Britain’s ‘gendercide culture’ exposed

Census figures make for worrying reading

Britain is facing the reality of gendercide within its national borders following the release of skewed birth figures specific to some minority communities.

An examination by The Independent newspaper of statistics compiled by the Office for National Statistics, found that, set against national figures, there is “strong evidence” that the gender ratio is markedly different for parents born in Afghanistan, Pakistan and Bangladesh while there is “some evidence” of difference for parents born in Nepal, India and Bangladesh.

A secondary ñ and entirely predictable ñ finding serves to elucidate matters more clearly; The Independent found within the gender ratios a distinct bias in favour of male children.

Male heir

Having subjected its figures to analysis by statisticians from Imperial College, the conclusions reached were that while repeated pregnancies in pursuit of a male heir could explain ratios for communities from “India, China, Nepal and the rest of East Asia”, the best explanation for those of Pakistan and Afghanistan was gender selective abortion, a ‘culture’ widely practised in some of these nations, and now apparently imported to multicultural Britain.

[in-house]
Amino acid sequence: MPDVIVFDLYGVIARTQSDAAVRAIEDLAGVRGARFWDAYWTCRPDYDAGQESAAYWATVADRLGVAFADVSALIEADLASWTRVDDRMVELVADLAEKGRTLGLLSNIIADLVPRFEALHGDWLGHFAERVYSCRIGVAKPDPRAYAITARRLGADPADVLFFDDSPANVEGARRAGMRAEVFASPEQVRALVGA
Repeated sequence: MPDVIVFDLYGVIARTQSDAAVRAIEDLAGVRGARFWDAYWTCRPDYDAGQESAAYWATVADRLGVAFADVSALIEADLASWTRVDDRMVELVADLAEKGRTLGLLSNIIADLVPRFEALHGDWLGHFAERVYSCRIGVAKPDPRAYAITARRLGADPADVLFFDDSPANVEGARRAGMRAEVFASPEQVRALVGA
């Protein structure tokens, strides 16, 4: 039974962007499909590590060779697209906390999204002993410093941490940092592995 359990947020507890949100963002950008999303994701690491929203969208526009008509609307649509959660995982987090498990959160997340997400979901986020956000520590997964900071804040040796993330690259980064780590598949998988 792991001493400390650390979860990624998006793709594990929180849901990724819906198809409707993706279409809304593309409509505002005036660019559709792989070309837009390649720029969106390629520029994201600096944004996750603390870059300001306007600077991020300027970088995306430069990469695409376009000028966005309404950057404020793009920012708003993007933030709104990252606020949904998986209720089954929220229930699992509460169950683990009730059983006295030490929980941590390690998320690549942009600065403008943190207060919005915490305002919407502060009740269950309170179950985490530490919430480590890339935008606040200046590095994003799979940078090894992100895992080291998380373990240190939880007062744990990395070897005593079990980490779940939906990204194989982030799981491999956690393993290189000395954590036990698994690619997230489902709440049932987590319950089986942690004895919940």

“A conservative estimate for the number of ‘missing girls’ based on this analysis is between 1,400 and 4,722,” the newspaper stated.


Despite its liberal abortion regime, the figures are a challenge to Britain, where gender selection is illegal, though, it could be argued, a ‘natural’ progression in terms of any country’s abortion provision. Legislators must face inevitable battles over calls for a tightening of abortion practices (or, more likely, stricter controls on information made available to prospective parents from foetal scans), while simultaneously walking a minefield in any tackling of issues within minority communities.

The easy option, of course, is for those same legislators to quietly ignore The Independent’s findings and, if pressed, protest that the authorities cannot stop women travelling to their nations of origin where gender selective abortions can be procured (as The Irish Catholic went to press, this week there was still no official reaction).

However, such a ‘blind eye’ approach leads only to the conclusion that within a generation, Britain will suffer the same criminal and social consequences which have long been predicted for those less developed nations wherein the pursuit of sons trumps all else.